- The Washington Times - Friday, July 18, 2008

Q: I just finished graduate school and have a good job and a good salary. I have very little money saved up and about $30,000 in student loans that I am paying back to the tune of $500 per month.I want to buy a home right away because I think it’s a wise move, but am worried I won’t be able to get financing in this tight mortgage market. I have heard that renting with an option to buy is a good plan for first-time home buyers. Can you explain what it is, and would you recommend I go this route?

A: The term “rent with an option to buy” is, indeed, a term that’s been around a long time. As far as I can tell, it means just that - someone rents a house and has first rights to purchase the property at a predetermined later date.

While such a plan may be a good thing for a first-time home buyer, the details of the contract will determine whether it’s favorable. The phrase “rent with an option to buy” doesn’t really tell you anything. There are some details that must be ironed out.

Will the seller agree to a predetermined purchase price? When I bought my first house in Alexandria in 1987, I negotiated a situation that allowed my wife and me to rent the property for 18 months and then purchase at a predetermined price. The real estate market was brisk at the time, so the property appreciated in value during the rental period. By the time settlement came along, the property was worth a lot more than my contract price.

If there is no predetermined purchase price, the seller really isn’t offering you anything except the chance to make an offer and purchase his house before he signs on with a real estate agent. This can be a good thing if the seller is willing to sell the property to you at a price that would be at least 6 percent less than what he’s willing to take if the property were on the open market. He would be passing the sales cost savings to you.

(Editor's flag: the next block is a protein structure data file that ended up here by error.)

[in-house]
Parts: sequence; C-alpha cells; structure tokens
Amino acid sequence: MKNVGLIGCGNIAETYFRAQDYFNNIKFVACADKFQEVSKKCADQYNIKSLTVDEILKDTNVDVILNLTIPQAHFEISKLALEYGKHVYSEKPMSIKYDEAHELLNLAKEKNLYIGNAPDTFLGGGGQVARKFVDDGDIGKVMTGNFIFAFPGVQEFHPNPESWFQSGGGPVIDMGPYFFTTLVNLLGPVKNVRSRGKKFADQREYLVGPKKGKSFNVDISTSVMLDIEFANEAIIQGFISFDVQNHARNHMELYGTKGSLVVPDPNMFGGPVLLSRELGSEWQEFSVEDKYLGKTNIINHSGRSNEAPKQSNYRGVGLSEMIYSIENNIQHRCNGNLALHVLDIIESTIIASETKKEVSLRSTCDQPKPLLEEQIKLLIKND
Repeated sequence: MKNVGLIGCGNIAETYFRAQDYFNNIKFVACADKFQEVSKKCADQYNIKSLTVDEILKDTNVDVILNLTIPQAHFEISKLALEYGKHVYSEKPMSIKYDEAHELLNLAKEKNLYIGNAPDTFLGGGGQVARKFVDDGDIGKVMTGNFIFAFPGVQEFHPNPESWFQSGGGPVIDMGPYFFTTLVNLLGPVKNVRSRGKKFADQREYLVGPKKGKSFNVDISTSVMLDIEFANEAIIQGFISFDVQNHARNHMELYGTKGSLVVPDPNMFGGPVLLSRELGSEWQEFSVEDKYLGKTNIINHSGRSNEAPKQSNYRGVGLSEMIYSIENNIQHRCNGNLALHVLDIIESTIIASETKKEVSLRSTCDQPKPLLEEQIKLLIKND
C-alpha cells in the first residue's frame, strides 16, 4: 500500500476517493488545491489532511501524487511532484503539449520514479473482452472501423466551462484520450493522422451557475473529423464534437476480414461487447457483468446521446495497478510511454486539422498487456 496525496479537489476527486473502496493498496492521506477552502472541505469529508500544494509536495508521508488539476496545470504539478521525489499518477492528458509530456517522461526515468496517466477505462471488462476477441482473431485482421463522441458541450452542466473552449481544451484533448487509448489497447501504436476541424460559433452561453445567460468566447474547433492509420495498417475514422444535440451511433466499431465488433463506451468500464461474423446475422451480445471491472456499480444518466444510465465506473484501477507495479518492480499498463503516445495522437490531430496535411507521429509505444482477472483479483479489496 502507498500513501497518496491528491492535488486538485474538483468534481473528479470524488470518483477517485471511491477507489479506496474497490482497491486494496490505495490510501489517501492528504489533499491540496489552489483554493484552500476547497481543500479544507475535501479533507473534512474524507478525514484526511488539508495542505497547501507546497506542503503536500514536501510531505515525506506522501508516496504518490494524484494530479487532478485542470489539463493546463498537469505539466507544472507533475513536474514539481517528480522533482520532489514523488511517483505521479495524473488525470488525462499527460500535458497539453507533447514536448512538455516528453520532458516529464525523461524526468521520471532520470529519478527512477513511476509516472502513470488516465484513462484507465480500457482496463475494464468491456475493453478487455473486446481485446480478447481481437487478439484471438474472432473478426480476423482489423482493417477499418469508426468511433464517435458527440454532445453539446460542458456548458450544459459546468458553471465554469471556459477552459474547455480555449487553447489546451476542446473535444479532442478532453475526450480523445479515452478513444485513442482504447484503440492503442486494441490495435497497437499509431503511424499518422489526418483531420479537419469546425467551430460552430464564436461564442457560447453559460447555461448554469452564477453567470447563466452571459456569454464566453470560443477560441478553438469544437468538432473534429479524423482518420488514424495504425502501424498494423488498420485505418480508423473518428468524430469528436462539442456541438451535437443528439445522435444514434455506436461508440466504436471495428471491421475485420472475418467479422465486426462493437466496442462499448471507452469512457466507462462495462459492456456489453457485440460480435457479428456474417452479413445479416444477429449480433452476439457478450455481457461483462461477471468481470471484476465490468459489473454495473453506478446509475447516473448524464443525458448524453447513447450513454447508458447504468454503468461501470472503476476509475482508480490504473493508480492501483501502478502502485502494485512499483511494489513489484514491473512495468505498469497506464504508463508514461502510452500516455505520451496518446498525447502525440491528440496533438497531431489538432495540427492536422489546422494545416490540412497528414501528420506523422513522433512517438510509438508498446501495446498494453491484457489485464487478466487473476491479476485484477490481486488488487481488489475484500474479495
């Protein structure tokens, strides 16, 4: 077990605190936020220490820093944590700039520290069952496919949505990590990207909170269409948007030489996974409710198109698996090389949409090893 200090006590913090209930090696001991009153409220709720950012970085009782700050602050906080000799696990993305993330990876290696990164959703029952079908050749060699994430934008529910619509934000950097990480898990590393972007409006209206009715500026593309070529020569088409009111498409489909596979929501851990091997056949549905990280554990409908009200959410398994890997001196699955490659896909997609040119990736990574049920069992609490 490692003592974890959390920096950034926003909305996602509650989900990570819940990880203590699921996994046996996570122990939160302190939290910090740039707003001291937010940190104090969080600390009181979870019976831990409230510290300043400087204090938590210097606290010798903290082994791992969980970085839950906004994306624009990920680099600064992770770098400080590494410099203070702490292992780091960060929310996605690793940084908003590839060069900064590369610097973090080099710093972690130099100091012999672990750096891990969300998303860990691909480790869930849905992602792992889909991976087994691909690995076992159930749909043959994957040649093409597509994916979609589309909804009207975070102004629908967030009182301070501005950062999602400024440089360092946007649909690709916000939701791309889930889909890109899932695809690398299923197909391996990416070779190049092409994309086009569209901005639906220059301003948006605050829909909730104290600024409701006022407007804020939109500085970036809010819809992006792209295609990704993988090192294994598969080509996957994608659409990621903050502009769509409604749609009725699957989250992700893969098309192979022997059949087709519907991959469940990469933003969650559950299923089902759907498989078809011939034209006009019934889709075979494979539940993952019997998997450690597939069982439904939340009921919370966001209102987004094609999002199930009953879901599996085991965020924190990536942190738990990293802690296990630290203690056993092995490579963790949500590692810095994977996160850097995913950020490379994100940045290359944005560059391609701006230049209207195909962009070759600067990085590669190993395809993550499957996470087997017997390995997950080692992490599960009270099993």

Will the seller be willing to count some of your rent toward the down payment? In my case, all of the rent I paid during the year and a half we lived in the property before we purchased counted as a down payment.

Under this scenario, check with a qualified mortgage officer and make sure this form of down payment is acceptable. Many lenders won’t use 100 percent of the rent payments toward down payment for the purpose of calculating the mortgage amount.

Perhaps you can negotiate a discounted rent in return for a solid contract. This gives the seller rent revenues as well as sale assurance.

The bottom line is that these sorts of long-term arrangements can mean very different things once the details are ironed out. Moreover, at the end of the rental period, things may have changed. You may find that you don’t like the house or the neighborhood. Or perhaps the real estate market declined, making an agreed-upon purchase price too high.

Arranging a rental contract with an option to purchase can be favorable if the details so dictate. My advice would be to speak with a qualified loan officer who may be able to lay out a plan where you can purchase now. There are still plenty of programs available that only require a 3 percent to 5 percent down payment in most areas for folks with good credit. These programs also allow seller contributions of up to 6 percent to cover closing costs. A contract can be structured that requires a buyer to come up with a surprisingly small amount of money.

Henry Savage is president of PMC Mortgage in Alexandria. Reach him by e-mail at [email protected] pmcmortgage.com.



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